Nye: The Political Life of Aneurin Bevan review – lucid account of a flawed hero | Books | The Guardian

In the pantheon of Labour heroes, indeed among 20th-century politicians as a whole, Aneurin Bevan enjoys one of the foremost places. His towering achievement was the creation of the National Health Service, which he drove through in the teeth of bitter opposition from both the medical profession and the Tories. To this day his legacy – a health service available to all, free at the point of use – is the one part of the postwar consensus that has survived more or less intact the ravages of Thatcherism and the global market.

But all great men have their flaws and, as this lucid, well-researched biography concedes, Bevan’s were…

Source: Nye: The Political Life of Aneurin Bevan review – lucid account of a flawed hero | Books | The Guardian

New Statesman | “Hunger, filth, fear and death”: remembering life before the NHS

Originally posted in the New Statesman

Over 90 years ago, I was born in Barnsley, Yorkshire, to a working-class family. Poverty was as natural to us as great wealth and power were to the aristocracy of that age. Like his father and grandfather before him, my dad, Albert, eked out a meagre existence as a miner, working hundreds of feet below the surface, smashing the rock face with a pickaxe, searching for coal.

Hard work and poor wages didn’t turn my dad into a radical. They did, however, make him an idealist, because he believed that a fair wage, education, trade unions and universal suffrage were the means to a prosperous democracy. He endured brutal working conditions but they never hardened his spirit against his family or his comrades in the pits. Instead, the harsh grind of work made his soul as gentle as a beast of burden that toiled in desolate fields for the profit of others.

My mother, Lillian, however, was made of sterner stuff. She understood that brass, not love, made the world go round. So when a midwife with a love of gin and carbolic soap delivered me safely on a cold winter’s night in February 1923 into my mum’s exhausted arms, I was swaddled in her rough-and-ready love, which toughened my skin with a harsh affection. I was the first son but I had two elder sisters who had already skinned their knees and elbows in the mad fight to stay alive in the days before the social safety network. Later on, our family would include two half-brothers, after my mother was compelled to look for a more secure provider than my dad during the Great Depression.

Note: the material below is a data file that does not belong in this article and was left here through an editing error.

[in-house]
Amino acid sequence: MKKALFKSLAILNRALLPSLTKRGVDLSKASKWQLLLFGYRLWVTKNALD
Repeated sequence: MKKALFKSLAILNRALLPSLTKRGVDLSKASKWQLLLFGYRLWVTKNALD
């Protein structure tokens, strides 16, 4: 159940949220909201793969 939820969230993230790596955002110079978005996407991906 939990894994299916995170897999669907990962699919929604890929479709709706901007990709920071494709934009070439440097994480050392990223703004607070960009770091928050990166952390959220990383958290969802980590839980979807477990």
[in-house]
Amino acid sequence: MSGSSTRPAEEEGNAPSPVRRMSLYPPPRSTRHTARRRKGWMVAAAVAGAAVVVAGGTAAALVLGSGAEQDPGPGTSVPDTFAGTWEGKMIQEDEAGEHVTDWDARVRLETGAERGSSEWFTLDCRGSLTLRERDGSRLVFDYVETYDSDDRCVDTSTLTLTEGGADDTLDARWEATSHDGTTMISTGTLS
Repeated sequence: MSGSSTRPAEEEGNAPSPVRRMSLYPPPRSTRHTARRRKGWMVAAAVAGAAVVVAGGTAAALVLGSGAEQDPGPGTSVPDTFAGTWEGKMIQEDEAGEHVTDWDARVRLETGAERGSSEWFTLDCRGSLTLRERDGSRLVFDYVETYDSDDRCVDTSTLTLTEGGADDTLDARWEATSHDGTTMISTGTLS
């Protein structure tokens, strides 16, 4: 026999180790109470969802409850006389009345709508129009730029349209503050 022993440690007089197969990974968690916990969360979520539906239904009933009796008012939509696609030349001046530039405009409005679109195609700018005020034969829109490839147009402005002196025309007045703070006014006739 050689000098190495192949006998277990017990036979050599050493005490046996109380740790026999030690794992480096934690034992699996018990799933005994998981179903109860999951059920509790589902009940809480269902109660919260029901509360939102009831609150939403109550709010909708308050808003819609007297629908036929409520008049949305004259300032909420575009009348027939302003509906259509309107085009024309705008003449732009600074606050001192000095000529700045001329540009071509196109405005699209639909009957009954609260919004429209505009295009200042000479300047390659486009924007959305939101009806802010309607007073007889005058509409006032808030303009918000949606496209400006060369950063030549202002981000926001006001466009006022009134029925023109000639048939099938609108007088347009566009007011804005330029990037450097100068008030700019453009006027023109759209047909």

By the time I was weaned from my mother’s breast, I had begun to learn the cruel lessons that the world inflicted on its poor. At the age of seven, my eldest sister, Marion, contracted tuberculosis, which was a common and deadly disease for those who lived hand to mouth in early 20th century Britain. Her illness was directly spawned from our poverty, which forced us to live in a series of fetid slums.

Despite being a full-time worker, my dad was always one pay packet away from destitution. Several times, my family did midnight flits and moved from one decre­pit single-bedroom tenement to…

via New Statesman | “Hunger, filth, fear and death”: remembering life before the NHS.

The Salters Return

View from the Mirror

Nearly three years ago when this blog was in its infancy, I wrote a piece about ‘Doctor Salter’s Daydream’ statue; a public sculpture which was sadly stolen (most likely by scrap metal thieves) in November 2011.

The statue of Dr Salter which was stolen in 2011 (photo by jim Linwood) The statue of Dr Salter which was stolen in 2011 (photo by Jim Linwood)

The statue’s theft was all the more cruel considering the background of the man whom it represented; Dr Alfred Salter, a humble Quaker born in Greenwich in 1873.

Aged just 16, Alfred won a scholarship to study medicine at Guy’s Hospital where he proved to be an outstanding student.

Doctor Alfred Salter (image: The Religious Society of Friends in Britain) Doctor Alfred Salter (image: The Religious Society of Friends in Britain)

After qualifying as a doctor, Alfred and his beloved wife, Ada vowed to dedicate themselves to helping London’s poor and set up a practice on Bermondsey’s Jamaica Road, then at the heart…

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